The Palm Beach Post from West Palm Beach, Florida on March 29, 1998 · Page 804
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March 29, 1998

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The Palm Beach Post from West Palm Beach, Florida · Page 804

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Sunday, March 29, 1998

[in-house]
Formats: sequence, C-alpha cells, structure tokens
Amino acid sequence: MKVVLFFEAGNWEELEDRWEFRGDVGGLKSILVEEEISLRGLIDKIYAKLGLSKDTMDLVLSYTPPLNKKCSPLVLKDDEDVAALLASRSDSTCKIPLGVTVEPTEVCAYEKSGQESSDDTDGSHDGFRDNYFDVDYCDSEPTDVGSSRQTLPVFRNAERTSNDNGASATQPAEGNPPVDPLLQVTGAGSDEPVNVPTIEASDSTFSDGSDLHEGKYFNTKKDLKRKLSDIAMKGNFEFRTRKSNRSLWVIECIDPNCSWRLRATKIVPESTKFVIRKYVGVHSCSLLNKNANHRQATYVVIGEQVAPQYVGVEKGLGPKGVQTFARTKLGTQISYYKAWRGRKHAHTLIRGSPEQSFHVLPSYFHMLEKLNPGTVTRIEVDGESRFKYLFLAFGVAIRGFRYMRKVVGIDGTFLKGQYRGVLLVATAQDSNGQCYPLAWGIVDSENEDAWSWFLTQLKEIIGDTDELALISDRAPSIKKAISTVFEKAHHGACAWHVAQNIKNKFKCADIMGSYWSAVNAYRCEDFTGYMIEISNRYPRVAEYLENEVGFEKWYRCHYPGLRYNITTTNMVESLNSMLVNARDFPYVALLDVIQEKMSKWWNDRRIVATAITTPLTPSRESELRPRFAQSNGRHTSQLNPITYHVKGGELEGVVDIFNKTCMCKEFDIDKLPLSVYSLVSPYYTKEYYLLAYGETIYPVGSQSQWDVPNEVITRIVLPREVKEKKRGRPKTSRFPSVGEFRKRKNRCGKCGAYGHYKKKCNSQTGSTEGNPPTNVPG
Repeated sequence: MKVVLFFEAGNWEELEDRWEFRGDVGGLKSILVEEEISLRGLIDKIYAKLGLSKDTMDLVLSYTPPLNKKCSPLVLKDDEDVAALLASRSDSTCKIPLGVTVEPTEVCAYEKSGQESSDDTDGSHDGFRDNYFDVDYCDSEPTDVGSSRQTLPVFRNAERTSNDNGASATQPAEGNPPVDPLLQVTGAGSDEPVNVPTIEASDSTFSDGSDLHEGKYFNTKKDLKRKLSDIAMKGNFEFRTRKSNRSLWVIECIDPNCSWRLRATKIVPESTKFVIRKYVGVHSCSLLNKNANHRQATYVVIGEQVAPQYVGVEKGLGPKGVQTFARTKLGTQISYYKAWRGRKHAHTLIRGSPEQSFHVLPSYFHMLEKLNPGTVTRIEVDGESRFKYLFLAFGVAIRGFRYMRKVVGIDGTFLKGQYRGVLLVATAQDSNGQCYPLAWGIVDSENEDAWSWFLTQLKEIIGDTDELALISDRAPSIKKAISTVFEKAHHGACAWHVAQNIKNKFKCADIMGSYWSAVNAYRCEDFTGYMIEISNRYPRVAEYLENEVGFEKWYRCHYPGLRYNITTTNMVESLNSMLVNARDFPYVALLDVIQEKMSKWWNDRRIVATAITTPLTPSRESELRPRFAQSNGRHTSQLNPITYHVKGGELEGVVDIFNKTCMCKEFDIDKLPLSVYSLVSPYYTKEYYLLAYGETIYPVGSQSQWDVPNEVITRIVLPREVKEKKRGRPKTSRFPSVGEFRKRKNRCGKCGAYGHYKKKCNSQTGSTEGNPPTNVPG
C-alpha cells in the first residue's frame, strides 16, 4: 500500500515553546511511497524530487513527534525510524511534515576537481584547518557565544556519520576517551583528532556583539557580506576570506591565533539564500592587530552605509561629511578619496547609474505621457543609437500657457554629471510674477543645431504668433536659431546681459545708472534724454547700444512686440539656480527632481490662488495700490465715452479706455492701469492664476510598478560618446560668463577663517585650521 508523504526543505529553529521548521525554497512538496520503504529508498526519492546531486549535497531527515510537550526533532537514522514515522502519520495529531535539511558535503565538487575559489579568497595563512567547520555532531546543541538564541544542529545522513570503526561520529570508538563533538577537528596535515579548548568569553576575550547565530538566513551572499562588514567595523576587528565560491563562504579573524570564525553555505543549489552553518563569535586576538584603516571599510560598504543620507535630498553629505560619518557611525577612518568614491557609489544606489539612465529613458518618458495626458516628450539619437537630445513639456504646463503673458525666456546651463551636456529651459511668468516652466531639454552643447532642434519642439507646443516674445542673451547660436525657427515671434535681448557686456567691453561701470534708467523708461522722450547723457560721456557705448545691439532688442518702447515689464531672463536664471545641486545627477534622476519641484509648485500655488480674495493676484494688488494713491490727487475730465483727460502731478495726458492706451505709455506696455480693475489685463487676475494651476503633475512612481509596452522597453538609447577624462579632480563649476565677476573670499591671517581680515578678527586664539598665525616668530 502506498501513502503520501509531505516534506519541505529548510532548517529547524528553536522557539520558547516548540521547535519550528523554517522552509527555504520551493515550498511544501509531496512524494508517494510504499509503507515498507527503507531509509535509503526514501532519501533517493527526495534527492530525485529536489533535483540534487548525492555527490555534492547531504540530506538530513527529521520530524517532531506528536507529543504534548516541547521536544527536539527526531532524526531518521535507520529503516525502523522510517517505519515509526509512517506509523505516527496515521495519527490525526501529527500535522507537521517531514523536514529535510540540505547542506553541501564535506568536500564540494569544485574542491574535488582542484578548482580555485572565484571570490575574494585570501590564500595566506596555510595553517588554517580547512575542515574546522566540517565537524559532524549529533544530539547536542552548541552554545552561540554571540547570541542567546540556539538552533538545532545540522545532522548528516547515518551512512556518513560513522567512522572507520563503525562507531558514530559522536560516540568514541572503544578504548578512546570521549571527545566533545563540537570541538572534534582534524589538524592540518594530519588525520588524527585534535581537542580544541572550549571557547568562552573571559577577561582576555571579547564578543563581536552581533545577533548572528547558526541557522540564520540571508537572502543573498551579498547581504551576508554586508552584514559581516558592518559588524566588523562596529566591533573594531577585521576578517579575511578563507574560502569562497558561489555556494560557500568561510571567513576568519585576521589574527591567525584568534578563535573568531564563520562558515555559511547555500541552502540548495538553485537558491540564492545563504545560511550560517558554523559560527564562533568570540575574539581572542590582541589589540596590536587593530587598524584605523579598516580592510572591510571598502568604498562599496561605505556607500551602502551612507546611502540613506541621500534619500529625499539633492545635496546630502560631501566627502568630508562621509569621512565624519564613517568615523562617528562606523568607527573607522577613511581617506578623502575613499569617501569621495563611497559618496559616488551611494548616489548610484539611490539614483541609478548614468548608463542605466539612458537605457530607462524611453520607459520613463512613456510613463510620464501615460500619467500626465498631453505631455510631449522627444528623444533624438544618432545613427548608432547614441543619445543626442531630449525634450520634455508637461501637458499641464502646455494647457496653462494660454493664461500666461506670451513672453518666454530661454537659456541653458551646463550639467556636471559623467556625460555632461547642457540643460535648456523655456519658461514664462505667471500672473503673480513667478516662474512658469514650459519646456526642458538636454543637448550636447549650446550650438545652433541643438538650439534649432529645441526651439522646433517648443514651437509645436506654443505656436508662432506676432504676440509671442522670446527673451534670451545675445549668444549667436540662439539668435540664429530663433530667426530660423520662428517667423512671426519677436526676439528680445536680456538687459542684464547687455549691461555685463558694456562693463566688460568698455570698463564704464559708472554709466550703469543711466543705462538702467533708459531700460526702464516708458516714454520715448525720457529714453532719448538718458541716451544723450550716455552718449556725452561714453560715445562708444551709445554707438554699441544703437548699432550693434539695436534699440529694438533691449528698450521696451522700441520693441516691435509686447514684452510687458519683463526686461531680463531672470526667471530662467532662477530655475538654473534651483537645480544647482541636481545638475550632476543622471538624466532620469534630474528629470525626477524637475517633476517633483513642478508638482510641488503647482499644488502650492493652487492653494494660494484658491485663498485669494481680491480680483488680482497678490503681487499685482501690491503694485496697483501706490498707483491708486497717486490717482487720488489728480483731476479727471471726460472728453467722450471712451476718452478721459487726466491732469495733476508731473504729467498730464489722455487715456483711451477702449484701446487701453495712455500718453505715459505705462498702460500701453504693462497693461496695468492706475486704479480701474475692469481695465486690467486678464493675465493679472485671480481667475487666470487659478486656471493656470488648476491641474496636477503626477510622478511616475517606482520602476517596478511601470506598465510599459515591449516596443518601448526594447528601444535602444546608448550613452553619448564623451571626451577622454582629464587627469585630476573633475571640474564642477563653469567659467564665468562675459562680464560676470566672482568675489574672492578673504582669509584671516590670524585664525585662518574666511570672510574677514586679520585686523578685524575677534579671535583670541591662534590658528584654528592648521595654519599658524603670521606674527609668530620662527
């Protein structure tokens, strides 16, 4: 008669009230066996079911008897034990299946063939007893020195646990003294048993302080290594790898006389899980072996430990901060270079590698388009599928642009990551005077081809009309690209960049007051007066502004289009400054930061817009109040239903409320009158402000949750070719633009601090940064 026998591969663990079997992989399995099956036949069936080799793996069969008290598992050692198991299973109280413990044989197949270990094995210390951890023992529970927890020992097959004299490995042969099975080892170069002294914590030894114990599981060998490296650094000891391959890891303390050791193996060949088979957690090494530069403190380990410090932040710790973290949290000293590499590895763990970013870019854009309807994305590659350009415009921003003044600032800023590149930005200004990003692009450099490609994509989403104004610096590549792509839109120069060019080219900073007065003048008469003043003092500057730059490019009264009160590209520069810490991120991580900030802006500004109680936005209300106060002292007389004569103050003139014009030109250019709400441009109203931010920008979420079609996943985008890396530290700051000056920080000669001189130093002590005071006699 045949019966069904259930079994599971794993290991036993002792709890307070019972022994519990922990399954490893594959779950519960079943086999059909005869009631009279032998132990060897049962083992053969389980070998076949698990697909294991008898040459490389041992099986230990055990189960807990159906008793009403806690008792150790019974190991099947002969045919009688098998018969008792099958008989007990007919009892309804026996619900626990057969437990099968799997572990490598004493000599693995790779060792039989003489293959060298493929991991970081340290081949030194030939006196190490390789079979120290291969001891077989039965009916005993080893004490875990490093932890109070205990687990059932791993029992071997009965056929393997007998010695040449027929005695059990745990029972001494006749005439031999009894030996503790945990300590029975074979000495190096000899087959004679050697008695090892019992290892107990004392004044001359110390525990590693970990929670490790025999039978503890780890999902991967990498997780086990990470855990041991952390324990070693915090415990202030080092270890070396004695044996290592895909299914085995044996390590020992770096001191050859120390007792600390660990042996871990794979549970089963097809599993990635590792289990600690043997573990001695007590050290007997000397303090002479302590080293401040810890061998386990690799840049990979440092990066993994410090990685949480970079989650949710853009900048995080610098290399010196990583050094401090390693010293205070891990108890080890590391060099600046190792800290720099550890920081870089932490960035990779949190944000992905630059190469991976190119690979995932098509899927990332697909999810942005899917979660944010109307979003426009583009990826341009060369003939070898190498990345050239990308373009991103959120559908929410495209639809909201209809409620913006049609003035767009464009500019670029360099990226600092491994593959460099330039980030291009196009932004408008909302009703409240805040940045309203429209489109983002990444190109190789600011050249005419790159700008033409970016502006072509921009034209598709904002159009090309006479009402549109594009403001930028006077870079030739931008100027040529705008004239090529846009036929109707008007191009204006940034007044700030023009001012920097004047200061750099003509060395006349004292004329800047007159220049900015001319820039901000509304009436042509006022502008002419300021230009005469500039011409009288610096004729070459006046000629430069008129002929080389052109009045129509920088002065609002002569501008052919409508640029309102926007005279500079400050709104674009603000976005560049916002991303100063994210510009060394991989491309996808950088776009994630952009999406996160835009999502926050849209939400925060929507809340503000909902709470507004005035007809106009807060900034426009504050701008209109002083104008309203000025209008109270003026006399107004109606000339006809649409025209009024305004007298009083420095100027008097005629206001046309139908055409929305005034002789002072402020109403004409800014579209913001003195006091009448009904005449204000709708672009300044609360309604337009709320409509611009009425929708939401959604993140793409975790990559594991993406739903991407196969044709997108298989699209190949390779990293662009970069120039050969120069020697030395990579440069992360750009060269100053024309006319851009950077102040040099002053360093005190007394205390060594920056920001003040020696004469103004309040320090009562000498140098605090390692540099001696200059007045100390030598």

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i r yury 'v-: 4-v. Vv, ? vm r-v4 -i--wv v 3 8C THE PALM BEACH POST SUNDAY, MARCH 29, 1998 NCAA Final Fours v7 I '(Sate dgh inna HOE! it u '.'j x,fi.V I : Facts and figures ;Men 5 National championship ' WHO: Kentucky (34-4) vs. North -Utah (30-3), 9:18 p.m. .WHEN: Monday, 9:18 p.m. WHERE: Alamodome, San Anto-t fiio, Texas. TV: WPEC-12, WFOR-4. 'r ? Final Four Kentucky 86 i Stanford (OT) 85 1 y 1 f " FS FT R M-A O-T PF Pt STANFORD Mln M-A 1-7 04 : Sauer 4-5 4-5 22 34 . .A t - v-n 'vs. V I sS tr 21 41 41 15 Madsen Young Weems Lea Mosely : AAendez 6-la 4-7 1- 1 0-3 0-1 0-1 2- 5 0-1 1- 1 0-0 2- 3 -9 2-2 0-0 5-7 0- 0 1- 2 5- 11 6- 23 4-12 0- 3 1- 4 1-3 0-1 0-1 II . Jar, Collins 20 1 1 .'McDonald 4 cVan Elswyk 3 - Seaton 6 0-0 2-2 0 0 0-0 0-0 TAt.li ?9 77.AS 70-24 16-44 13 23 85 Percentages: FG .397, FT .133. Three-point 5 -ltt: 11-28, .393 (Lea 5-8, Weems 3-11, Saoer 2-3, Mendei 1-4, Mosely 0-2). Team rtboondi: 1. Blocked shots: 5 (Madsen 2, Sauer, Young, : Weems). Turnover!: 13 (Lee 5, Madsen 2, Mose- ly 2, Seaton 2, Sauer, Weems). Steals: 2 (Jar.Col-. lint, Van Elswyk). Technical fouls: None. FO FT R PPPt 1 II KENTUCKY Mln M-A M-A O-T Edwards 26 4-10 2-3 1-3 ' Padgett 38 2-8 6-6 2-6 Mohammed 24 7-14 4-6 2-5 Turner 3S 2-8 4-9 1-2 'Sheppard 33 9-15 5-7 0-6 Evans 28 2-7 0-0 2-6 Maglolre 19 2-3 2-2 1-4 Smith 14 0-1 0-0 1-2 Mills 7 1-1 0-0 0-2 ' Bradlev 1 0-0 0-0 0-0 w to.iJ 10.1 1A 77 RA Totals L, I a I ) ' . J r-w, w - - " " r ....... cr. ill CT AQ7 Thra-nolnt goals: 5-15, .333 (Sheppard 4-8, Edwards 1-2, Evans 0-2, Padgett 0-3. Team rebounds: 4. Blocked shots: 7 (Mohammed 3, Maglolre 2, Evans, Turner). Turnovers: 6 (Turner 3, Evans, Mills, Sheppard). Steals: 8 (Padgett 3, Sheppard 2, Turner 2, Mohammed). Technical louls: None. 37 36 12- 85 32 41 13- 86 . .Stanford , Kentucky A-40.509. Officlals-TIm Hlggins, Robert Don- ' oto, Larry Rosa. lUtah 65 ? North Carolina 59 FO FT R Mln M-A M-A O-T A PF Pt 0 3 9 1-1 2- 9 3- 4 7 3 4 1 2 16 16 7 I . UTAH . Mottola . Jensen Doleac . Miller Hansen - Jackson McTavlsh Johnson -Caton 2 2 5 1- 5 0-5 2- 14 0-6 0-0 0- 0 1- 2 4-6 0-0 4-7 2-7 2-2 0-0 0-0 0-0 0-0 6- 11 7- 15 1-1 0- 2 1- 2 3-7 0 1 1 1 3 i ft 1 i 1-1 1-3 200 24-54 12-22 6-34 14 15 65 - Totals Percantaoes: FG .444, FT .545. Three-point An 86-85 OT win over Stanford puts Kentucky in the final for the third straight year. By Greg Stoda Palm Beach Post Staff Writer SAN ANTONIO Finish the race. Finish the glass. Finish the game. Those are thoroughbred rules, bourbon-drinking rules and basketball rules. They are, in other words, rules of the Commonwealth of Kentucky. And the Wildcats followed the last dictate finish the game to the letter Saturday night in the Alamodome in a mesmerizing 86-85 overtime victory against Stanford in a Final Four semifinal. The triumph earned Kentucky its third championship-game berth in three seasons. The Wildcats beat Syracuse for the title two years ago, and lost to Arizona in defense of the crown one year ago. Now, the Wildcats draw Utah, which beat North Carolina in Saturday night's other semifinal. But it required monumental effort to get there. It required, among other things, Jeff Sheppard's career-high 27 points. "This team believes in three things," Sheppard said. "Hard work. Teamwork. And a positive attitude." Every aspect of the trifecta became a required element in the face of Stanford's assault. The Cardinal ripped to an 8-0 lead, and held an advantage throughout the half despite Kentucky closing to within a point five times. In fact, the Wildcats didn't get their first lead (54-53 on two Scott Padgett free throws) until 10:04 remained in what turned out to be regulation. It was wild from there to the finish. The lead changed hands nine more times before overtime. The last of those came when Sheppard, all liquid steel by this time, pumped in a triple to give Kentucky a 69-68 edge. And then he backed it up with another three-pointer to make it 72-68 with 1:17 remaining. Stanford what else? recovered. The final punctuation was a three-pointer by Arthur Lee, who led the Cardinal with 26 points, that tied it at 73-73 and forced overtime when Kentucky's Wayne Turner failed to convert a driving layup in the closing seconds before Stanford's Kris Weems missed a desperation shot at the buzzer. Kentucky never trailed in overtime, but was never safe, either. Stanford, trailing by what became the final score, tied up the ball but the possession arrow gave possession to Kentucky with six seconds remaining. The Wildcats got the ball m-bounds and survived two missed free throws by Turner to hold off Stanford. Thanks, mostly, to a senior guard who redshirted last year. "I'm glad I did," Sheppard said. "It wasn't a hard decision." Hard or not, the result a year later was what lifted Kentucky (34-4) to another title game and left Stanford (30-5) wondering what else it could possibly have done. "I'm not sure," Lee said. "When did they get the lead? And how did they hang onto it." Late. Barely. And by following the commonwealth's golden basketball rule goals: 5 17, .294 (Jensen l-l, Hansen 1-1, McTa-vish 1-2, Johnsen 1-2, Mottola 1-4, Doleac 0-1, Jackson 0-1, Caton 0-2, Millar 0-3). Team rebounds: 5. Blocked shots: 3 (Mottola, Doleac, Johnsen). Turnovers: 9 (Miller 4, Mottola 3, Han-sen, Jackson). Steals: 5 (Jensen 2, Miller, Hansen, Johnsen). Technical fouls: Nona. FO FT R THE ASSOCIATED PRESS Mln M-A M-A O-T 37 3-6 0-0 2-9 A PFPt 13 7 1 4 14 0 5 0 7 2 8 7-19 N. CAROL). . NA Okuiala ' Jamison Ndlaye Cota 1 Carter Kentucky's Wayne Turner (5) tries to knock the ball from Stanford's Mark Madsen during Kentucky's 86-85 overtime victory. 0-2 0-2 04 0-3 4-9 4-12 1-2 1-7 3-5 0-2 10-16 0-1 2-12 2-2 1-2 0-0 1 Sha. Williams 34 ' Haywood 8 2-3 Only place for Edwards is here Totals 200 27-69 2-7 13-40 14 19 59 Percentages: FG .391, FT .286. Three-point goals: 3-23, .130 (Carter 1-4, Okuiala 1-5, Sha.wll-llams 1-9, Jamison 0-1, Cota 0-4). Team rebounds: 2. Blocked shots: 5 (Carter 3, Ndlaye 2). Turnovers: 8 (Sha Williams 3, Carter 2, Cota 2, Ndlaye). Steals: 5 (Okuiala 3, Jamison, Cota). Technical fouls: None. bounds, had five assists and three steals in that 35 M-6S 22 37 - 59 Utah North Carolina " A-40,590 Officials-John Clougherty, Andre Pattmo, Don Rutledge. Cheryl Rosenberg Pursuit of women stars is escalating KANSAS CITY, Mo. Tracy Reid told all those agents not to bother her until after the season. She was trying to help her North Carolina Tar I leels get to the Final Four, and she didn't need anv distractions. She was in tears after her team came tantalizingly close to knocking off undefeated Tennessee in the Mideast Regional Championships last week. She didn't feel much better when she checked her voicemail soon after: Among a few well-wishers, there were about 10 messages from agents. "I guess they figured my season was over, so 'Let me call her up,' " said Reid Saturday after the WBCA All-Star game. "I was still in denial that my college career was actually finished. But it made me realize that now, I have to look toward my future." Seeing what the future holds for women's basketball at this weekend's Final Four wasn't too difficult. Both professional leagues, the WNBA and the ABL, threw big parties. Players were everywhere, as were agents, scouts, general managers and coaches. And of course, Nike and Reebok were well represented. The American Basketball League will begin its third season this fall, the WNBA its second this summer. Initially, those leagues wanted to grab the seasoned veteran players, to bring home America's best, who'd been exiled overseas. Now, these leagues are going after more college players as both are on pretty firm ground. But where should they draw the line? "I'm excited by the opportunities, but then get out of my face," Reid said. "It's like going back to college recruiting all over again, talking to coaches who are telling me what's good for me, what's the best for me. It's bugging my mom to death." Talk about double-edged swords. Everyone knows the struggles women's sports have gone through trying to gain credibility and recognition. But with the success comes baggage. Bruce Levy, who has been Theresa Weatherspoon's agent for 11 years, has a strict policy of not speaking to athletes until they're through with their college careers. Other agents aren't quite so restrained, and Levy estimates there are probably 100 new agents in the business since last season including rap star Puff Daddy and O.J. Simpson defense lawyer Johnnie Cochran. "It's crazy," Levy said. "Every agent tries to take it one step further. Things have gotten out of control. I don't have a shot with some players, because I'm too late." How soon until players start leaving school early to go pro? Chamique Holdsclaw, a junior at Tennessee, could certainly become a star in one of the professional leagues right now. She's accomplished everything she can as an athlete. She is considered the best women's player ever, and if the Vols win the National Championship tonight, she will have a ring for each year she's been at the school. But the money isn't enough of a draw. At least, not yet. "If there's a $30 million package that comes her way, that's a no-brainer," Tennessee coach Pat Summitt said. "But right now, staying in school is the best option for her." Allison Feaster is certainly a benefactor of the increased exposure. Her dominating performance as 16th-seeded Harvard upset No. 1 Stanford in the first round of the NCAA Tournament drew the interest of the pro leagues. Her answering machine is full now, too. No agents are offering her cash, or jewelry', or cars or trips or clothes, dangling carrots agents have been said to use in men's college sports. "I really can't see women's sports getting to that level." Feaster, a senior, said. "I hope it won't get bad. We will maintain a certain amount of dignity." Mavbe. Tennessee freshman Semek'a Randall throws letters she's already getting from agents right in the garbage can. She's in no hurry to get to the next level. This season, the team met Michael Jordan, and one piece of advice stuck with her: Enjoy it now, because 'ater in life, it becomes a business. What kind of a business wi.1 be up to these women. victory. All of that set up Edwards' fourth participation m an NCAA Tournament in four years. But he's an important cog, rather than an inconsequential spare part, at Kentucky these days. He played only three minutes two years ago when the Wildcats beat Syracuse for the title. And he played only six minutes one year ago when the Wildcats lost their crown to Arizona. He has scored in double figures all five tournament games this time around. And it was Edwards to whom Kentucky entrusted its final in-bounds play against Stanford while protecting the one-point lead at the end of overtime. The set play Jeff Sheppard coming off a staggered screen was clogged by Stanford. Edwards, stuck along the sideline with the Wildcats having used all their timeouts, lofted a length-of-the-court pass to streaking Wayne Turner, who managed to control the ball. Turner was fouled. He missed both free throws, but Stanford, too, was out of timeouts and failed on a desperate heave. So, it is that Edwards has another game. One more game. A championship game for himself, and his mother. "I think about her, but I don't worry about her too much," Edwards said. "She's in a better place." He knew of the diagnosis of his mother's breast cancer several years ago, but said she hadn't told him the disease had spread. It was, he said, always Laura Mae's way to spare him any concern. But you wonder about Allen Edwards now. You wonder about a young man who admits he doesn't have a favorite classroom subject. You wonder about a young man who figures he'd be working in a fast-food restaurant without college hoops. And you hope one more game isn't the most important thing that remains in a young man's life in the wake of his mother's death. STODA From 1C in life, in fact for someone mourning the passing of a family member or friend to return immediately to familiar and time-consuming tasks ... to, as much as possible, reconstruct business as usual. Nothing wrong with that. Nothing at all. It is no one's right to dictate anyone else s healing process. Or even to suggest what it should be. So it was that Edwards returned to the University of Kentucky basketball team as quickly as he could after his mother, Laura Mae Edwards, died last month. Of course, said the 22-year-old Edwards, it was what she would have wanted. It was, he didn't say, exactly what he needed. Laura Mae died of cancer Feb. 26, and Edwards, who had started all but one game during the year, missed the Wildcats' regular-season finale. He was back at practice prior to the start of the Southeastern Conference tournament, and took solace in his teammates' affection. One of them, Scott Padgett, had inscribed K.I.P. L.M.E. on each shoe. That didn't make Edwards cry, but almost. What it did do was reassure him that he was in the right place at a difficult time. There was, he had told buddies, nothing to do at home but talk and think. And cry. And what good would that do? Edwards played in the Wildcats' first game of the conference tournament on the Friday after his mother's death, missed Saturday's game to attend the funeral in Holly Hill, S.C., and then returned to the team again for Sunday's championship game in Atlanta. ,. , , Edwards scored 15 points, grabbed three re Tournament results IASTRIOIONAL ' First round North Carolina 88, Navy 52 North Carolina Charlotte 77, Illinois-Chicago 62 Princeton 69, UNLV 57 Michigan State 83, Eastern Michigan 71 Washington 69, Xavler 68 , Richmond 62, South Carolina 61 1 Indiana 94, Oklahoma 67, OT , Connecticut 93, Fairlelgh Dickinson 85 . Second round - North Carolina 93, UNC Charlotte S3, OT Michigan State 63, Princeton 56 Washington 61, Richmond 66 Connecticut 76, Indiana 68 Regional semifinals North Carolina 73, Michigan State 51 Connecticut 75, Washington 74 . Regional ehamplenshlp , North Carolina 75, Connecticut 64 SOUTH RROIONAL . First round Syracuse 63, lona 61 New Mexico 79, Butler 62 Oklahoma State 74, George Washington 59 Duke 99. Radford 63 i Kentucky 62, South Carolina State 67 ' - Saint Louis 51, Massachusetts 46 . Michigan 80, Davidson 61 UCLA 65, Miami 62 Second round i Duke 79, Oklahoma State 73 Syracuse 56, New Mexico 46 Kentucky 88, Saint Louis 61 UCLA 85, Michigan 62 Regional semifinals Duke 80, Syracuse 47 , Kentucky 94, UCLA 68 Regional championship Kentucky 86, Ouka 84 . MIDWBST RROIONAL . First round . Valparaiso 70, Mississippi 69 ' Florida State 96, Texas Christian 87 Rhode isiend 97, Murray State 74 Kansas 110, Prairie View 52 Western Michigan 75, Ciemson 72 Stanford 47, College of Charleston 57 - Purdue 95, Delaware 56 Detroit 66. St. John's 64 Second round Valparaiso 83. Florida State 77 - Rhode island 80. Kansas 75 Stanford 83, western Michigan 65 Purdue 60. Detroit 65 Regional semifinals Stanford 67, Purdue $9 Rhode Island 74, Valparaiso 68 ', Stanford 79, R node Island 77 WEST RROIONAL First round Maryland 82. Utah State 66 - Illinois 64, South Aiebama 51 Illinois State 82. Tennessee 61, OT Arlrone 99, NichoMs State 60 West Virginia 62, Temple 52 Cincinnati 65, Northern Arliona 62 Utah 85, San Francisco 68 Arkansas 74, Nebraska 65 Second round Maryland 67. Illinois 61 Anion. 82. Illinois Stete 49 West Virginle 75, Cincinnati 74 Utah 75. Arkansas 69 ' Regional semifinals U'ah 65. West Virginia 62 Ar.iona 67 Maryland 79 : Regional ehameienahlp Utah 76, Aniona 51 ! FINAL POUR Kentucky 86. Stanford 65. OT j Utah 65, North Carolina 59 finish the game. Utes knock off another No. 1 team, advance to final for a handshake. "They were tremendous, Carter finally allowed in brief post-game analysis. . . Sometimes, tremendous is just what plain ol' Utah looks like all bundled up in their work. Conference records We knew we could play with them, but coming out of the blocks so well . . that helped. ' MICHAEL DOLEAC Utah center (Selection In perentheeet) Conference w Pet. than functional while scoring 14 points in support of Vince Carter's 19. A measure of Utah's effectiveness? North Carolina shot a miserable 39 percent from the field, and the shackling still allowed them only seven free-throw attempts (they made two). And the Heels were 3-of-23 on three-pointers. Miller and Doleac each scored 16 points for Utah, and Miller grabbed 14 rebounds from his guard spot to more than offset the Cota-Williams tandem for North Carolina. "They shoot a lot of long jumpers," Miller said. Review the three-point statisi-tic if you don't believe him. Everybody doing everything. That's how it worked for Utah (30-3). Nobody doing enough is how it worked against North Carolina (34-4. The Tar Heels, though, remained disdainful to the end. It was left to Doleac to come to the North Carolina bcnii to find Carter and Makhtar Ndiaye (zero points, fouled out in 14 minutes) UTAH From 1C time with its offense or its defense. Eventually, it bled the Tar Heels dry. "We knew we could play with them," said Utah center Michael Doleac, "but coming out of the blocks so well . . . that helped." The Utes stretched their early advantage to 28-12, and reached the break with a working margin of 35-22 as North Carolina sputtered through a half in which guards Ed Cota and Shammond Williams combined for exactly zero field goals and points. North Carolina did make its inevitable run, and closed within 57-55 as Utah went more than seven minutes without a basket until Andre Miller's length-of-the-court burst restored some order for the Utes. "I thought," Utah coach Rick Majerus said, "we were playing not to lose right there." But the Tar Heels, who by-then were no longer smiling while either feigning no concern or mis- Updates and scores CaD 511 and enter the ; codes below for fre- . . quent updates and Elf ; final results for the JFMMl ' college basketball tournaments. 50 for up to 5 mm. See 2A for more details. FINAL FOUR ! 3038 Men $ 309 Women .733 .667 667 .667 .600 .583 583 .500 .500 500 .500 35 333 333 250 000 000 000 .000 .000 coo .000 .000 Pac-10(4) " Atlantic Coast (5) 10 Western Athletic ) ... 6 VKJ-Continent (1) 2 Southeastern (5) 6 Big East (5) 7 Big Ten (51 7 Conference USA (3) 3 Colonial ( 1 ) ' Ivy league ( 1 ) 1 Missoun vaiiey il) ' Atlantic 10 5) 3 B g 12 (4) 2 Mid-Aencan (2j 1 MCC(3) 1 America East (1) 0 B'gSkvO) 0 B g South (1! 0 B g west (I) 0 Metro tnte (1) O VEAC ill 0 Vxtbeast ( 1 ) O Oho vaiiey ( 1 ) 0 takenly believing there wasn't any need to worry, never caught the Utes. Why? Mostly because they never solved Utah's defensive premise, which was to play to Antawn Jamison's left shoulder and contest his favorite spin shot. The primary responsibility went to Doleac, who paid close attention to the Tar Heel forward lurking near the basket. "We wanted to stay down (on the floor) on him," Doleac said, "and not let him get off more than one shot." Jamison, who was college basketball's Player of the Year, implements a quick-release jumper-hook as a signature move. But he often appeared more panicked On the net For the latest scores, games, contests and polls, go to Palm Beach Interactive: vww.GoPBI.cofTLSpctjTowTi i 4 -' w if ell Ae itin ...... M. kumU .